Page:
Reining with rules reasonable and right-full
That which for our sakes hath suffered vexation.

E is for Edward whose fame the earth shall spread
Because of his wisdom named prudence
shall save all England by his manly deeds
Wherefore we owe to do him reverence

M is for March, through every trial
Drawn by discretion that worthy and wise is
conceived in wedlock and coming of blood royal
Joining unto virtue, excluding all vices.”

There was a scene in the White Queen, both…

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Family of Queen Katherine: The Duchess, Cecily of York

Written by Carolina Casas and Meg McGath

Different depictions of Lady Cecily, Duchess of York. Drawing on the left by Lisa Graves.
Lady Cecily (born Neville), Duchess of York, aka “Queen by Right” was one of the leading women of the War of the Roses. Mother of Kings; she was mother to Edward IV and Richard III of the House of York. She was the youngest daughter of Sir Ralph, Earl of Westmorland and his second wife, Lady Joan Beaufort. Joan was part of the illegitimate children of Prince John of Gaunt, 1st Duke of Lancaster (son of King Edward III) and his mistress, later wife, Katherine (née Röet). Katherine had been a lady-in-waiting to the Duke’s mother, Queen Philippa. Their romance started during Lancaster’s second marriage to Constanza of Castile. After Constanza’s death, Katherine and Lancaster were married. A bill in Parliament was passed to legitimise their children. However, they were barred from the Royal Succession.

The Houses of Lancaster & York descended from the sons of Edward III of England
Lady Cecily married to Richard of York (Plantagenet) when she was just a teenager. This was normal for the time. The legal age for girls to marry was twelve and for boys it was fourteen. Richard was only a few years older. He was the son of Lord Richard, Earl of Cambridge and Lady Anne de Mortimer. Both of his parents had claims to the throne as descendants of King Edward III. Lord Richard was a grandson of Prince Edmund of Langley, 1st Duke of York (fourth surviving son of King Edward) while Lady Anne was a granddaughter of Philippa of Clarence; daughter of Prince Lionel of Antwerp, 1st Duke of Clarence (the second surviving son of King Edward).


When Richard and his son were killed at the battle of Wakefield in December of 1460, Cecily was forced to send her two youngest sons to Burgundy. At the time, Cecily’s cousin Isabel (of Portugal), was Duchess of Burgundy as the wife to Philip “the good”. The boys didn’t return until after their brother had successfully deposed Henry VI and made himself King.

Cecily, the widowed Duchess of York by Geoffrey Wheeler
Before Edward IV married Elizabeth, Cecily was one of the most influential women in the land. In the White Queen she is depicted as proud and an elitist, with many fans taking on the side of poor, poor, Jaquetta and her eldest daughter when they had to defend themselves against mean ol’ Cecily telling them she doesn’t approve of the marriage and will do anything to disinherit him, just to see the Woodvilles finished.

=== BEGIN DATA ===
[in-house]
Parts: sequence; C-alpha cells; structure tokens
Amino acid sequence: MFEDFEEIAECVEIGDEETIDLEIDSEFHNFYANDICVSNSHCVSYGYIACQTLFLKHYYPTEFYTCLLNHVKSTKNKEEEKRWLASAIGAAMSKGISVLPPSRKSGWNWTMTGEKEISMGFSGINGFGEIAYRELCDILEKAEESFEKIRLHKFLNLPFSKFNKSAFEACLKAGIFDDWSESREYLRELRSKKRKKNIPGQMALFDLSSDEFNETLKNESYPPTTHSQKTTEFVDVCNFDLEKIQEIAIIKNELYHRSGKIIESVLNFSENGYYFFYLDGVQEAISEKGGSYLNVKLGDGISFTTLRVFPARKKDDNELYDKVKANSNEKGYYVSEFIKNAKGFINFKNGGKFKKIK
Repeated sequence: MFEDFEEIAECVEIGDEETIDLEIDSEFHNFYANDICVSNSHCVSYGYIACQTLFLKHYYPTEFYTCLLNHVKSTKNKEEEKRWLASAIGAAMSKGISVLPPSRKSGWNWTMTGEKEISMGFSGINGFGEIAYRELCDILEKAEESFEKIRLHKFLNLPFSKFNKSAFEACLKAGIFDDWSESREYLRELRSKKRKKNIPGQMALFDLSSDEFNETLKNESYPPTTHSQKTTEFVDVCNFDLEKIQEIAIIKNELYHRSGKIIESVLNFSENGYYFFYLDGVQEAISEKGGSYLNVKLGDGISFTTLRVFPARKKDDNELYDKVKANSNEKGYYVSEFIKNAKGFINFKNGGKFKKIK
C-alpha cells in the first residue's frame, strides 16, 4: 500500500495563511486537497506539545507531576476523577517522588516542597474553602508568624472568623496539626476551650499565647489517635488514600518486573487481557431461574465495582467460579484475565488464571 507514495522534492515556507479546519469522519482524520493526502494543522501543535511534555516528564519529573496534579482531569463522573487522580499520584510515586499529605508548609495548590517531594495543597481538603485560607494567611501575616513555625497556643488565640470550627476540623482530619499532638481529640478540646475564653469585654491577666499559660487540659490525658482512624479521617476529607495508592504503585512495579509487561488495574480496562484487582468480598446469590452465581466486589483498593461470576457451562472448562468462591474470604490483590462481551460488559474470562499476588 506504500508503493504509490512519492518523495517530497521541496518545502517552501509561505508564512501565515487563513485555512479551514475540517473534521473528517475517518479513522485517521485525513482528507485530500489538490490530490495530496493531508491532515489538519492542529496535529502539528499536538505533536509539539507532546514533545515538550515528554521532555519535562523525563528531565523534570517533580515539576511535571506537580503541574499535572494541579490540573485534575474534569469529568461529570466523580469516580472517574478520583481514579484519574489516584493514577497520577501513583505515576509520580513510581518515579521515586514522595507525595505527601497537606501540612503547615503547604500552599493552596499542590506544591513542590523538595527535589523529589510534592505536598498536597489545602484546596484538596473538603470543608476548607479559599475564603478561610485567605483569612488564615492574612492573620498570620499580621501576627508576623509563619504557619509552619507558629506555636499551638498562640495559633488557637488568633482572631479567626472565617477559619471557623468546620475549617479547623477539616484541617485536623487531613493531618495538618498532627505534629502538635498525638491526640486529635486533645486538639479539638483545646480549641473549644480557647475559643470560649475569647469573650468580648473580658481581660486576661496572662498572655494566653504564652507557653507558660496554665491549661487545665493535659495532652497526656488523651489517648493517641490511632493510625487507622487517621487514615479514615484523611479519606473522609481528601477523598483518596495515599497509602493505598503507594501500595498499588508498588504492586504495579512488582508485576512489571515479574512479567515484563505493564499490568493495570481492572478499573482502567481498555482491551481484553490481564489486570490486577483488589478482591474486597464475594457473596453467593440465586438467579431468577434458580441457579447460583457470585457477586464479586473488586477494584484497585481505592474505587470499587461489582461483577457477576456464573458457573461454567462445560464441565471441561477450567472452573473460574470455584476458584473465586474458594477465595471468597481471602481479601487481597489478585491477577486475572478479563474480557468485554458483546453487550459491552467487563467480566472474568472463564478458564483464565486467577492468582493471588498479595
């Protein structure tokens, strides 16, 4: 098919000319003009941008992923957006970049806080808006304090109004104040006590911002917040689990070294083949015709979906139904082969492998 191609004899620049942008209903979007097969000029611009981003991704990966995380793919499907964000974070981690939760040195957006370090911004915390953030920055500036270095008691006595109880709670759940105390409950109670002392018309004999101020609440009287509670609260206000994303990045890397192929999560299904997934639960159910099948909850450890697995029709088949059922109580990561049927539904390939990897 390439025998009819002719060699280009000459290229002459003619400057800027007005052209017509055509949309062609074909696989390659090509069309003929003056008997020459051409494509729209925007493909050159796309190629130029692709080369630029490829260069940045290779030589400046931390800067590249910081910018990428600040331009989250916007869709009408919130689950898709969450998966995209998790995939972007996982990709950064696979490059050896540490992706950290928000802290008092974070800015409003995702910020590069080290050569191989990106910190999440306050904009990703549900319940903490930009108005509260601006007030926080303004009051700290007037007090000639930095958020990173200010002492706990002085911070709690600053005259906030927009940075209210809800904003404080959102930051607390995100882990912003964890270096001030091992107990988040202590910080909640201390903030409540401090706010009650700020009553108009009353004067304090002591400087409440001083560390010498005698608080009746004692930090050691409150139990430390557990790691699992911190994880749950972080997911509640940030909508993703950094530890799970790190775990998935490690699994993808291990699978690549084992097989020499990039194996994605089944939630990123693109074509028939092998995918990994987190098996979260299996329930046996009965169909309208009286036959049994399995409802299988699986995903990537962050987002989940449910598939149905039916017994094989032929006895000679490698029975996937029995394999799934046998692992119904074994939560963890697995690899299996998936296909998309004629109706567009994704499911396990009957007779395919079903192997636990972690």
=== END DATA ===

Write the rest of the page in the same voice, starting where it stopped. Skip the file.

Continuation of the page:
Portrayal in “The White Queen

It is fashionable to see girl vs girl on screen, especially when it is royals. After all, in the realm of fiction it should be a woman’s show, right?

“The Scene” — Jacquetta vs Cecily; a true cat-fight invented by Philippa Gregory, solely for modern viewers entertainment. “The White Queen“, Episode 1.
Except that this woman is based on a real person and contrary to popular belief, she wasn’t out to destroy the Woodvilles. Her son’s marriage really set things back for his dynasty (and the House of York). As far as Cecily knew, if one king could easily be deposed and coerced, another one could be too. And the Woodvilles weren’t royal so they brought no alliance, nothing to the table.

Elizabeth’s father was a mere knight when he married her mother. She lost her right to call herself Duchess of Bedford after their union. After he became Baron, she became Baroness, and the two were staunch Lancastrians. Elizabeth’s first husband, Lord Grey (a knight), had died fighting the Yorks after all. Cecily’s own husband, son, and brother died fighting for York. They were beheaded and paraded before the people. There must have been some animosity there on the part of the Yorks. Cecily would be denied her life long goal of becoming Queen of England only a few weeks before the wars ended.

Although the Rivers had been pardoned as early as 1461, after Edward IV became King, it didn’t change the fact that they had fought for the other side and after having lost so many family members, it was only natural Cecily was fearful of their union.

Elizabeth Woodville, proved to be everything that was expected out of a royal consort; but that didn’t make matters better for the nobles who saw this as a betrayal. They had risked their sons and fortunes to make Edward King, and when he turned their backs on them, choosing a Lancastrian widow over Warwick’s proposed betrothal with Bona of France, it was pretty much an all out war then.

Portrayal of Duchess Cecily (portrayed by Caroline Goodall) and her son George, Duke of Clarence (the Fictional depiction of “The White Queen” by Historical Fiction writer, Philippa Gregory).